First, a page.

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    • Donald Sanders

    • March 22, 2016 in Columnists

    Love the Putah Creek restoration work

    Last Friday was a beautiful, warm, sunny day. I walked down to Putah Creek just to look things over just as Streamkeeper Rich Marovich suggested I should do. Of course that was some time ago; years I think. He said “Maybe you could be another set of eyes for me because I cannot get down to the creek as often as I’d like to see what’s going on.”

    So, every couple of days, I’ll take a walk along the creek and if I see something out of the ordinary. I’ll call him up and tell him about it. Most of the time, he has already seen what I was going to tell him about, so that makes me think that he spends a considerable amount of time inspecting his creek. I don’t think there is a whole lot that I could tell him about the creek that he doesn’t already know.

    Some people have complained about Rich Marovich and his creek restoration work. They claim the work has caused all the animals to leave the area and they fear that they won’t come back when the work is done. Another thing they complain about is the fact that the thousands of trees and other plants haven’t matured to make the park look more natural like a watershed forest should look. I can understand their concern but any reasonable person could walk near the edge of the creek and see exactly what’s going on.

    The fact of the matter is that the animals are still in the park despite the fact that they are hard to spot in the daytime. I’m no detective despite the fact that I have a large brain and my thought processes put me squarely in the middle of the smarts graph. I’d like to say just how smart I am, but you wouldn’t believe me anyway. Yeah, I might not be the smartest tool in the shed, but even a guy as dumb as I am can see that there are probably just as many animals and birds living at the creek now as there were before the restoration work started. It is natural for animals to lie low when there is human activity in the area.

    There will an increase in animal sightings now that the local bridge work is completed and all the heavy equipment is taken from the area, never to return. One sure indicator of animal activity is the number of trees and other plants they cut down to make their little animal houses. Those damn beavers chew the trees up as fast as we can plant them and that’s the truth. I wish I had a dollar for every tree they have chewed up in the last year. Perhaps I’d have enough money to pay all those people that are compulsive complainers to shut the hell up.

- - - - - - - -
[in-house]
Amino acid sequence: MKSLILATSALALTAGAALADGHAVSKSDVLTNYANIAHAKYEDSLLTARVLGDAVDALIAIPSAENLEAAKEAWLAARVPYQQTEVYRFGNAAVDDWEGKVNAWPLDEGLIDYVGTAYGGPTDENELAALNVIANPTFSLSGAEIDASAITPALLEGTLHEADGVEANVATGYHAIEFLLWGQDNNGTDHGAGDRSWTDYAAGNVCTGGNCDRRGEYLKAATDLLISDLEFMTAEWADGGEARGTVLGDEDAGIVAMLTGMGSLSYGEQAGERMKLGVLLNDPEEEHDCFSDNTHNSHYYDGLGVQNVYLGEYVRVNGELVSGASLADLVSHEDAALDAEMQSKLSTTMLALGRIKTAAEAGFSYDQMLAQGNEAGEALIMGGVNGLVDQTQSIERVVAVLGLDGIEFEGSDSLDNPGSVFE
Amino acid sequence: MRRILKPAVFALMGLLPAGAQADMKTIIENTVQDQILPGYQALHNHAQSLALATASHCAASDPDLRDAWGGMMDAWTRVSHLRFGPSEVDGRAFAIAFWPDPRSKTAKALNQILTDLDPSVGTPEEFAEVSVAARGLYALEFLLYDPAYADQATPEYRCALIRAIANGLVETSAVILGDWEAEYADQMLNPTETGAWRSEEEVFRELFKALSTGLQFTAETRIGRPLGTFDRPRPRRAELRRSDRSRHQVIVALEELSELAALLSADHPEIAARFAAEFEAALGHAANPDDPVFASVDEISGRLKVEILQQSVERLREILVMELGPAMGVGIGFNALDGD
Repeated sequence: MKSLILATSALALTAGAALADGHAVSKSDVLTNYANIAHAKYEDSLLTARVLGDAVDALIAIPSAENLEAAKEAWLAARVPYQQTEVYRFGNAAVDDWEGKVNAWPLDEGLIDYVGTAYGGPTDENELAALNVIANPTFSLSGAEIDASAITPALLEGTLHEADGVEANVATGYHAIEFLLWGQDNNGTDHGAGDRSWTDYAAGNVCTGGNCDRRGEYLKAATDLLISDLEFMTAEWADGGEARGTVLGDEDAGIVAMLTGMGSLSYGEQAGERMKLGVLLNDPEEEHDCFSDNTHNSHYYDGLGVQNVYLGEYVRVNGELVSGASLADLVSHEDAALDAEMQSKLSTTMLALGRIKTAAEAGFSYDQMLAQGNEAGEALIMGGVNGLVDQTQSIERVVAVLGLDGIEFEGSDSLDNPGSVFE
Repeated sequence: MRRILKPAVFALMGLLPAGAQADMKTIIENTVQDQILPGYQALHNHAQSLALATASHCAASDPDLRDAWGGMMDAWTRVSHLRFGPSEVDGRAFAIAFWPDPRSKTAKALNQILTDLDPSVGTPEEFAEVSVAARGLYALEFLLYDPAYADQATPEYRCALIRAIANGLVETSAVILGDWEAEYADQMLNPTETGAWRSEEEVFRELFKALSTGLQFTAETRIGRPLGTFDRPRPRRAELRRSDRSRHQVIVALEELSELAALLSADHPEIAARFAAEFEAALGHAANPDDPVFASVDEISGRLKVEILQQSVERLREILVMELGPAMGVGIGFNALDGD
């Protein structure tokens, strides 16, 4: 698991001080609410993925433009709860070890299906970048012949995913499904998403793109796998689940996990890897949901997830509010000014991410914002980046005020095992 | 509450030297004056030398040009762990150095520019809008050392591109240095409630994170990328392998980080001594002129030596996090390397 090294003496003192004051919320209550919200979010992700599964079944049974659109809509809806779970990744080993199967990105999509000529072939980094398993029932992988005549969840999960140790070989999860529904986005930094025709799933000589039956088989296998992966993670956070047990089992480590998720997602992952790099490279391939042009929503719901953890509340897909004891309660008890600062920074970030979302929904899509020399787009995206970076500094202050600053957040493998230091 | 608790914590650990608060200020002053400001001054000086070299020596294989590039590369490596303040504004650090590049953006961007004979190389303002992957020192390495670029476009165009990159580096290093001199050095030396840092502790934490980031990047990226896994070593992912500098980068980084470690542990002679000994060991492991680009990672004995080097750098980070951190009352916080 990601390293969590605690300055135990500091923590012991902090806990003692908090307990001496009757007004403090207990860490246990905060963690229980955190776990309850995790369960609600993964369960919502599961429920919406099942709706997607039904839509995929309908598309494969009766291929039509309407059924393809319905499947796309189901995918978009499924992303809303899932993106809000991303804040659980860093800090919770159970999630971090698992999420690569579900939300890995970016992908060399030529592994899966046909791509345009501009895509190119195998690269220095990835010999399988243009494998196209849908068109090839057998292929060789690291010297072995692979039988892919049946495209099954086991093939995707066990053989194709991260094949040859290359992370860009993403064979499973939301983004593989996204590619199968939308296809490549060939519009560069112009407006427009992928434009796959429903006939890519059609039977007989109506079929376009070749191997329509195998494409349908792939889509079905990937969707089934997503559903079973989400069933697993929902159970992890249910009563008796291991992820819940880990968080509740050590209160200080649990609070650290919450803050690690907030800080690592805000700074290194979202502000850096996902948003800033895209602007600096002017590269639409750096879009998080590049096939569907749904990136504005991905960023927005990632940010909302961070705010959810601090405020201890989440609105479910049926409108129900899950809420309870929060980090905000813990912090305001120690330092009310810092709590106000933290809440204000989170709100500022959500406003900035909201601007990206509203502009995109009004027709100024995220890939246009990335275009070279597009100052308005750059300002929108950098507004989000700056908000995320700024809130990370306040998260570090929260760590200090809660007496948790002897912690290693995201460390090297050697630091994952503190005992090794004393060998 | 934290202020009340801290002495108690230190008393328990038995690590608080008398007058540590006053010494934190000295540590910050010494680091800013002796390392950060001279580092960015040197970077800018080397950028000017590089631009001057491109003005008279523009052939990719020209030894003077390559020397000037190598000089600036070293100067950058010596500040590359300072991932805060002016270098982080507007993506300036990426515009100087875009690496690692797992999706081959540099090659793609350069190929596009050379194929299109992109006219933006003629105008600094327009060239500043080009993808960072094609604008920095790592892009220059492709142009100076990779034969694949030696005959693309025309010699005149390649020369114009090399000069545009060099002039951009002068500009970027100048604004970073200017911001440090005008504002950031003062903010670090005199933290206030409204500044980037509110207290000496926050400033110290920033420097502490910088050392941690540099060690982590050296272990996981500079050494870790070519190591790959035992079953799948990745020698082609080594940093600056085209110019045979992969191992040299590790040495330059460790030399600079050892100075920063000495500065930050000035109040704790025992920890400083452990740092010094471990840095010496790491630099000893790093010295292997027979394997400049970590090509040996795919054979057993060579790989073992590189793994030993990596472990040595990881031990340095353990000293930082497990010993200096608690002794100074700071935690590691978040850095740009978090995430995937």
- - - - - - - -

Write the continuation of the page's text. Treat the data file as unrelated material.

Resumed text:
Most of the trees we plant are protected by wire mesh so the animals cannot chew them up but the sad thing is that the mesh has to be removed during high water or the debris will uproot them and send them packing downstream. At the end of the rainy season, the mesh is put back around the plants that haven’t been cut down, which isn’t many because the beaver are pretty thorough when it comes to chewing trees.

    I think it is a natural fact that compulsive complainers have no vision for things that will be. This I cannot understand, because it is as clear as day to me that in the not to distant future the City of Winters Nature Park will be a lush green watershed. There will be so many animals living along the creek that you will allow your children to hunt them down with their BB guns, just like I did until I was 55 years old. I can predict an increase in garbage such as old dirty towels, underwear, socks and beer cans. It would be very nice if some of those people that are always flapping their gums could come down to the creek and help me pick up some of that garbage instead of throwing it there.

    I wish I had the words to tell you just how much I love the way the creek restoration work is going in the park. I mean elegant words that would help others to see the visions I have of how everything we do will turn out for the betterment of all, animal and man. I know it is so easy to look at a work in progress and not be able to see what will come to pass. Streamkeeper Marovich in the long run has become another set of eyes for me. Through his eyes, I can clearly see what the future holds for the Lower Putah Creek Watershed.

    I don’t see much of Rich Marovich lately — he’s too busy with other important things. I know for a fact that he works much too hard and his hours are long. I think his hours are 90 minutes long, maybe longer. I do know that by the time I get out of bed at 11 a.m., he has been at work for four or five hours already, and when I’m lying on the couch watching TV, he is at the greenhouse working with trees and stuff like that.

    If you think I am a creek nut, well he is a hundred times worse that I am. So is Rick Fowler, Duc Jones of the Solano County Water Agency, and Carrie Shaw, Karin Young and Amy Williams of the Putah Creek Council. I’ll bet I could hide a turd under a log by the creek and each and every one of them would find it and step in it. My point is that the creek is healthier now than it has been for many years and it is only going to get better. These people have the creek work under control, so do yourself a favor and go down there and talk shop with them. You will be impressed for sure. Oh one thing — don’t expect Amy Williams to stop work and chat because I don’t think she knows how to slow down or take a break. It’s not that she is unsociable, she is just a tree planting machine. I get tired just watching her work.

    Of course, I am the most important creek guy in the world, and that’s a natural fact!

      • Madgew

      • March 22, 2016 at 8:56 am
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      Glad all your hard and that of others is going so well. I saw your love of the creek when I visited a few years ago. I bet I would notice a big difference-all good.

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